Some might use his T-Ball classes as a convenient one-hour drop-off center, but longtime North Minneapolis-based youth coach Mat Talley is actually okay with that. “I tell the parent, ‘Give me your kid and you go shop. Don’t worry about it — he or she is going to be alright. Go run three errands — Coach Talley got them.’ I don’t mind — just come back on time,” he stressed during a break at the North Commons baseball field at 16th and Morgan North.
Twice a week, Talley takes charge of about a dozen four-, five- and six-year-olds, including three girls, and is teaching the youngsters baseball fundamentals through T-Ball, where kids hit the ball off a stationary tee at home plate. “Just to be together in the hour that we have, because I believe in bringing kids together… If nothing else, I get them away from their parents for an hour. They probably appreciate that,” stated Talley. They‘re perhaps too young to play regular baseball, but Talley quickly points out why it makes sense to start them out now on the right track. “They seem to be having a wonderful time,” he noted.
His young troops practice on Wednesdays and play other T-Ball teams on Saturdays. “We play the Northside parks… We’re hoping next year to integrate with the Northeast teams” and eventually become part of the city-wide Park Board-sponsored T-Ball circuit. On this late Saturday morning, it looked like the other team was a no-show. “If the team doesn’t show up, we still are going to hit the ball — we are not going to get in our cars and go home,” said Talley before having each player take his or her turn at the tee. The players later ran the bases a couple of times before they broke for snacks brought by a parent.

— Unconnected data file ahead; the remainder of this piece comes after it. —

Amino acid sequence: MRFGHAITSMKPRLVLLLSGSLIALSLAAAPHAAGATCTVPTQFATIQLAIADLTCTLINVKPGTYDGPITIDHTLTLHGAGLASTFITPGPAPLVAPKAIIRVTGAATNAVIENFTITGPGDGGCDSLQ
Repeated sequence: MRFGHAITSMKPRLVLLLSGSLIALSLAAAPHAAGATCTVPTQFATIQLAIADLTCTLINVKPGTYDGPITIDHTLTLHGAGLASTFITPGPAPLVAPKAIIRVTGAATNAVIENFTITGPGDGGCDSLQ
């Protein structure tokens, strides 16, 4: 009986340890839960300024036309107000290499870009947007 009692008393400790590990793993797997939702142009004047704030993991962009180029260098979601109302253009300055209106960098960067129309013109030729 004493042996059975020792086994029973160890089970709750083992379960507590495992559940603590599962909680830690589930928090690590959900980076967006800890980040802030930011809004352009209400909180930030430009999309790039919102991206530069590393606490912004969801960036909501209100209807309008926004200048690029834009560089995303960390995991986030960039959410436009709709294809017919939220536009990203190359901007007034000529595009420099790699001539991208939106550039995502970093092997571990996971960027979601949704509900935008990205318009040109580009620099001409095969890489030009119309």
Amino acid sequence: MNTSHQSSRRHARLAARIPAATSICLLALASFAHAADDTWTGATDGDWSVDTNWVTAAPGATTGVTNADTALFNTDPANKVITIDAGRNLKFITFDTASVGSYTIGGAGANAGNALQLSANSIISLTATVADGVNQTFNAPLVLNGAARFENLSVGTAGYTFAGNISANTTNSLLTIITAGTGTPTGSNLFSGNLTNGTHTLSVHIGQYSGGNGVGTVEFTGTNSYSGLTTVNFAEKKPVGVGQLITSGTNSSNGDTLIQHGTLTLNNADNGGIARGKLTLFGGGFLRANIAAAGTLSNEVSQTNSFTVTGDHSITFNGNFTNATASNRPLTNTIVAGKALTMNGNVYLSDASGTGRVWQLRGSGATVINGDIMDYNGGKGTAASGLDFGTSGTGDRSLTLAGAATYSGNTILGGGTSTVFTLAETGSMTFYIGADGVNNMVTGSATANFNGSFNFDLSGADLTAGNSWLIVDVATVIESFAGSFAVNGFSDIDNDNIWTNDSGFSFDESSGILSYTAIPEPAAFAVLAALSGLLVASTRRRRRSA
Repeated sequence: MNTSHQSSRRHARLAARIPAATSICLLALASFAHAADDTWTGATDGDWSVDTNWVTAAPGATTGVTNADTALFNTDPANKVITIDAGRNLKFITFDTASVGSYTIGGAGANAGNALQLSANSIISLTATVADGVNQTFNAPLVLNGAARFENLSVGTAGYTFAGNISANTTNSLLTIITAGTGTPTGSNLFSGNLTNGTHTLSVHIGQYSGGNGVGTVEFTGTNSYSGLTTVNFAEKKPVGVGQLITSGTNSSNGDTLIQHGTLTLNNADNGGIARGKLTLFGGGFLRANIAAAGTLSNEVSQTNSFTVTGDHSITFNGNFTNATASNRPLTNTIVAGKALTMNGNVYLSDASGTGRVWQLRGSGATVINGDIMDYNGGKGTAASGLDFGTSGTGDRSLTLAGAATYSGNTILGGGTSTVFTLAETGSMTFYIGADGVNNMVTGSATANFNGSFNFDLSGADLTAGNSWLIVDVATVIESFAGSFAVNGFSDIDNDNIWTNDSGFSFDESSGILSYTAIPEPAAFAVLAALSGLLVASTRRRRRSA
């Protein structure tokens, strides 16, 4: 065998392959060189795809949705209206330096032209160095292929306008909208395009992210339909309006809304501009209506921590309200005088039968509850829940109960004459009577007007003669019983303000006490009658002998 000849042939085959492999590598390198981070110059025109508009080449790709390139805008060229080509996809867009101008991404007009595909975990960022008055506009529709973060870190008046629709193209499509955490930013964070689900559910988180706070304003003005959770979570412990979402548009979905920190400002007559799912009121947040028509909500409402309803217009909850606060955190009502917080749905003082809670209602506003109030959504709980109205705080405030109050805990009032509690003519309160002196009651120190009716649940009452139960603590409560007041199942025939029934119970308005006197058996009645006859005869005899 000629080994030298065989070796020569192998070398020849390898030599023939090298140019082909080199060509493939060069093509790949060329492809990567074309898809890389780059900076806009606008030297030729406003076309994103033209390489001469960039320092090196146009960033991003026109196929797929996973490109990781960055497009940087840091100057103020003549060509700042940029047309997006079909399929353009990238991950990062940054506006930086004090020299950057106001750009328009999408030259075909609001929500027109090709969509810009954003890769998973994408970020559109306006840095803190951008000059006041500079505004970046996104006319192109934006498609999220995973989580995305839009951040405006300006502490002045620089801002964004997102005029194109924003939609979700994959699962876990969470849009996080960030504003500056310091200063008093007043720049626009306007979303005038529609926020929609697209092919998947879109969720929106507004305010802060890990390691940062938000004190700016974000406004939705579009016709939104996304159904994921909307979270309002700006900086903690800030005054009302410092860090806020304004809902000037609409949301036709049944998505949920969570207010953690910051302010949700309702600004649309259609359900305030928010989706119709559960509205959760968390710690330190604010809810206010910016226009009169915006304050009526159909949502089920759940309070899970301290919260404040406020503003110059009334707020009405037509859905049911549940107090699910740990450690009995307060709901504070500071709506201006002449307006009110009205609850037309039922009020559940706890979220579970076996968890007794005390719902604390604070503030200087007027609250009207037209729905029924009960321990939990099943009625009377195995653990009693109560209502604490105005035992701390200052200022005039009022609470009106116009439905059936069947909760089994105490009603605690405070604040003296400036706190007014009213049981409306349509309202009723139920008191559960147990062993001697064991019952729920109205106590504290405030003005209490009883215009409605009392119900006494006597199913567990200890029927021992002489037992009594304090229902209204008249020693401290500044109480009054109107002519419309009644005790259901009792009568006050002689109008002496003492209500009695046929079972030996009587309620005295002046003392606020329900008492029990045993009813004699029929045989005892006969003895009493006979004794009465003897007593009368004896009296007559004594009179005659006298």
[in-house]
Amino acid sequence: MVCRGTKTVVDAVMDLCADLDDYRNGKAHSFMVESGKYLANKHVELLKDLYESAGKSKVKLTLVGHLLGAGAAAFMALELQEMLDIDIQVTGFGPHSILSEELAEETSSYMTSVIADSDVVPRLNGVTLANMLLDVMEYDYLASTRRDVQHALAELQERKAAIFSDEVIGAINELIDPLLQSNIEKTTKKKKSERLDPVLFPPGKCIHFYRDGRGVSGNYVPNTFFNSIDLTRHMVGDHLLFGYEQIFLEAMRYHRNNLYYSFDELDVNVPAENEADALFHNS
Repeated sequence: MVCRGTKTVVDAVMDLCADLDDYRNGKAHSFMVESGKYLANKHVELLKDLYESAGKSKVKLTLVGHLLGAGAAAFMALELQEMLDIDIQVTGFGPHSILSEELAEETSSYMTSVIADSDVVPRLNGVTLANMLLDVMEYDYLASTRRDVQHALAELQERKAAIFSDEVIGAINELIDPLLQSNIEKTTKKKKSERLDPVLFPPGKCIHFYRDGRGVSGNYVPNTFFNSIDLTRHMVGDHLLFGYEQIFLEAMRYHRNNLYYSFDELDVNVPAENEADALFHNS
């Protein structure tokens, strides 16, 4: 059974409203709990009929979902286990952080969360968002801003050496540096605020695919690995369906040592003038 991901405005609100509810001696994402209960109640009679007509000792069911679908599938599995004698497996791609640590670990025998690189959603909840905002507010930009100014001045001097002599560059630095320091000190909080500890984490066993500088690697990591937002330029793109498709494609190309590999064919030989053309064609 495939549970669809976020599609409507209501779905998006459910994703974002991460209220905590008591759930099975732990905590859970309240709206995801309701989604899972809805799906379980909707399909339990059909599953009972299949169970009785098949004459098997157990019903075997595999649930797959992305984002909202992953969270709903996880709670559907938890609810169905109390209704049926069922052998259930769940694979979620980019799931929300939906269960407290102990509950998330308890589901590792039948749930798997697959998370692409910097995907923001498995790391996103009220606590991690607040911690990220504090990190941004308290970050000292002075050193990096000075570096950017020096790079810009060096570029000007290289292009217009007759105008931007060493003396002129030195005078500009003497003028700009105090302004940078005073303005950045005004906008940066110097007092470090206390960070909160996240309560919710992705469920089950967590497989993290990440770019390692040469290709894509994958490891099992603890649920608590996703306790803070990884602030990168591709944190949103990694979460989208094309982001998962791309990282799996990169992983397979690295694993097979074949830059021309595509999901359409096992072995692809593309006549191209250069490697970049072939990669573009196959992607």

To develop baseball players, especially among inner-city Black youths, “You have to start with the fundamentals,” said Talley, whose mission to grow baseball began a couple of years ago, first by convincing North Commons Park officials to support it, then recruiting parents to do so as well.
If only for a couple of hours a couple of days each week, the North Commons field becomes a safe haven for the kids. Talley isn’t naïve, however — a shooting recently took place just a block away. A few days earlier, shots rang in the Golden Valley Road and West Broadway vicinity on the same evening a community prayer service was held in the parking lot a few blocks away.
“We want to keep kids safe,” he pledged. “Summertime is a bad time of the year in any inner city. When it’s wintertime, things are calm and everybody is indoors. When it gets warm, seems like all hell breaks out.” The importance of spending money on recreation programs such as T-Ball is perhaps needed now more than ever in Talley’s view: “We have to continue to do that. You want to change a kid, you have to do that at the grassroots level. It starts in preschool, and then you can build that up.”
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